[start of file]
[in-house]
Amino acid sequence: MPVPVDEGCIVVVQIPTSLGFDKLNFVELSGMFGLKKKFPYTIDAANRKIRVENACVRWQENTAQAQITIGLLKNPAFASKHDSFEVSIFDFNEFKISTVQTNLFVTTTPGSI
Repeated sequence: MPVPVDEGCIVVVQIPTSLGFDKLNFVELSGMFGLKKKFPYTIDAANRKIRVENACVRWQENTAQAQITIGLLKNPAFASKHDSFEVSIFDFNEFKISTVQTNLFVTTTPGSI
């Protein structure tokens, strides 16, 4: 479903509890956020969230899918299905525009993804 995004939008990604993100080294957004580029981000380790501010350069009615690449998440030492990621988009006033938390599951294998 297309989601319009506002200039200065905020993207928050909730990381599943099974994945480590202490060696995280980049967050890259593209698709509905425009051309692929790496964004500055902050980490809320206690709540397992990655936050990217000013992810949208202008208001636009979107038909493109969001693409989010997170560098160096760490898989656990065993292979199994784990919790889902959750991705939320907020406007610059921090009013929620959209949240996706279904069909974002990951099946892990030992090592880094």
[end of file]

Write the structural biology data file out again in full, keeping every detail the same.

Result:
[in-house]
Amino acid sequence: MPVPVDEGCIVVVQIPTSLGFDKLNFVELSGMFGLKKKFPYTIDAANRKIRVENACVRWQENTAQAQITIGLLKNPAFASKHDSFEVSIFDFNEFKISTVQTNLFVTTTPGSI
Repeated sequence: MPVPVDEGCIVVVQIPTSLGFDKLNFVELSGMFGLKKKFPYTIDAANRKIRVENACVRWQENTAQAQITIGLLKNPAFASKHDSFEVSIFDFNEFKISTVQTNLFVTTTPGSI
């Protein structure tokens, strides 16, 4: 479903509890956020969230899918299905525009993804 995004939008990604993100080294957004580029981000380790501010350069009615690449998440030492990621988009006033938390599951294998 297309989601319009506002200039200065905020993207928050909730990381599943099974994945480590202490060696995280980049967050890259593209698709509905425009051309692929790496964004500055902050980490809320206690709540397992990655936050990217000013992810949208202008208001636009979107038909493109969001693409989010997170560098160096760490898989656990065993292979199994784990919790889902959750991705939320907020406007610059921090009013929620959209949240996706279904069909974002990951099946892990030992090592880094």